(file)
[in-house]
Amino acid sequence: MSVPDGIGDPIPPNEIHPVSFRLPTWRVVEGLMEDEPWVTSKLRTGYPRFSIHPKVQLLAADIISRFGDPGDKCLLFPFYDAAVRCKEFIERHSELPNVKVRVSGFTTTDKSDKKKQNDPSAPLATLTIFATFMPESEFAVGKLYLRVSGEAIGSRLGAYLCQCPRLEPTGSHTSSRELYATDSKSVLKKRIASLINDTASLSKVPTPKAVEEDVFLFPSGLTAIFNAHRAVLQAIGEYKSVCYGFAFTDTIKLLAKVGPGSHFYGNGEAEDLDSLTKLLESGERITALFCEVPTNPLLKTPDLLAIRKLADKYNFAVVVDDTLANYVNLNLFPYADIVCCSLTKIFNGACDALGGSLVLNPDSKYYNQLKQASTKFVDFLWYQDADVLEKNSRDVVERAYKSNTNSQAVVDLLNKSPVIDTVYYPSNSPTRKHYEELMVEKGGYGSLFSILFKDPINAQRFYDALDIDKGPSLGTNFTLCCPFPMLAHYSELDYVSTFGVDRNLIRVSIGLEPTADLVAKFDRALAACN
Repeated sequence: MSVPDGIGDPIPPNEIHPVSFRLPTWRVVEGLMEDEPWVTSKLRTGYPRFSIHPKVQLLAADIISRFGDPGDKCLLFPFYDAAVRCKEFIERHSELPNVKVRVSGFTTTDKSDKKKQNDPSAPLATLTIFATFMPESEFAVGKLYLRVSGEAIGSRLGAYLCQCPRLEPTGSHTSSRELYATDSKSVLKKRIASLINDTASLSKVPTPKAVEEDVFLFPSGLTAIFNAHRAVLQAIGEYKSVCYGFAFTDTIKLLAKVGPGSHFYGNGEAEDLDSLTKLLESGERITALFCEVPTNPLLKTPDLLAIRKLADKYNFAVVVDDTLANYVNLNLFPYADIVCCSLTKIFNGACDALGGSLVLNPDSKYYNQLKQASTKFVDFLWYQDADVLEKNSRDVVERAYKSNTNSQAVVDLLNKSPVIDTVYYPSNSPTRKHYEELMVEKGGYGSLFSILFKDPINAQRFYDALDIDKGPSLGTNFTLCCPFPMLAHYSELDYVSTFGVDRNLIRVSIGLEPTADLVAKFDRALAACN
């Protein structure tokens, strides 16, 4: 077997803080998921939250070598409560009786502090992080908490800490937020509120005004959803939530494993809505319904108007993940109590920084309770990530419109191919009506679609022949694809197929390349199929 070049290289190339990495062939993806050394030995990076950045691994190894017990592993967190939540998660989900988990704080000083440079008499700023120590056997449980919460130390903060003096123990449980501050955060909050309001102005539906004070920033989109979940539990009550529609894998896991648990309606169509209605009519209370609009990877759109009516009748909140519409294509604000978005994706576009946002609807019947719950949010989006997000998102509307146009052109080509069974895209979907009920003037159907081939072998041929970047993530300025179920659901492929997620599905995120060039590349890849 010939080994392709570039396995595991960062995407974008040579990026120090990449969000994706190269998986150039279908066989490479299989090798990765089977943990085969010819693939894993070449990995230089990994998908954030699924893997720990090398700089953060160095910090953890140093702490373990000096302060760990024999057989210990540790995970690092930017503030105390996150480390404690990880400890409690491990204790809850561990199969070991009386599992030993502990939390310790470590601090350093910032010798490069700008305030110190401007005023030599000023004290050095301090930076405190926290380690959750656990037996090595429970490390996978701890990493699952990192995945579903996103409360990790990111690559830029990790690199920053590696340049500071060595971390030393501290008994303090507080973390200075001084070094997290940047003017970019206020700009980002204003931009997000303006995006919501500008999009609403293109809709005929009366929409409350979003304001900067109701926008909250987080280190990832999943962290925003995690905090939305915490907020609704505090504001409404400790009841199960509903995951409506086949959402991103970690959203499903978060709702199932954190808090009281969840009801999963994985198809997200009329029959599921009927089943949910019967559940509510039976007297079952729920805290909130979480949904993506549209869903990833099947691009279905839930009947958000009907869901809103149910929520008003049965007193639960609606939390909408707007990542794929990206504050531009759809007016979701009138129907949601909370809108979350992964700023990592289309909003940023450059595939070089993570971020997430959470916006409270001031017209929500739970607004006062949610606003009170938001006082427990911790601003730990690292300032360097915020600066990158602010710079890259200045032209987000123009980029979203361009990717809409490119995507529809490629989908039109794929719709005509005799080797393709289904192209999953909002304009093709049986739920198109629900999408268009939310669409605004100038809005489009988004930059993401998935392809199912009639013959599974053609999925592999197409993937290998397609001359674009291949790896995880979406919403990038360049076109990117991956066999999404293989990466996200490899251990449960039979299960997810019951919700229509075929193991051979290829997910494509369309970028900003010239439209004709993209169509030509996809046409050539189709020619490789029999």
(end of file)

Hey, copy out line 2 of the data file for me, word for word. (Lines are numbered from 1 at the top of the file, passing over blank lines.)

Amino acid sequence: MSVPDGIGDPIPPNEIHPVSFRLPTWRVVEGLMEDEPWVTSKLRTGYPRFSIHPKVQLLAADIISRFGDPGDKCLLFPFYDAAVRCKEFIERHSELPNVKVRVSGFTTTDKSDKKKQNDPSAPLATLTIFATFMPESEFAVGKLYLRVSGEAIGSRLGAYLCQCPRLEPTGSHTSSRELYATDSKSVLKKRIASLINDTASLSKVPTPKAVEEDVFLFPSGLTAIFNAHRAVLQAIGEYKSVCYGFAFTDTIKLLAKVGPGSHFYGNGEAEDLDSLTKLLESGERITALFCEVPTNPLLKTPDLLAIRKLADKYNFAVVVDDTLANYVNLNLFPYADIVCCSLTKIFNGACDALGGSLVLNPDSKYYNQLKQASTKFVDFLWYQDADVLEKNSRDVVERAYKSNTNSQAVVDLLNKSPVIDTVYYPSNSPTRKHYEELMVEKGGYGSLFSILFKDPINAQRFYDALDIDKGPSLGTNFTLCCPFPMLAHYSELDYVSTFGVDRNLIRVSIGLEPTADLVAKFDRALAACN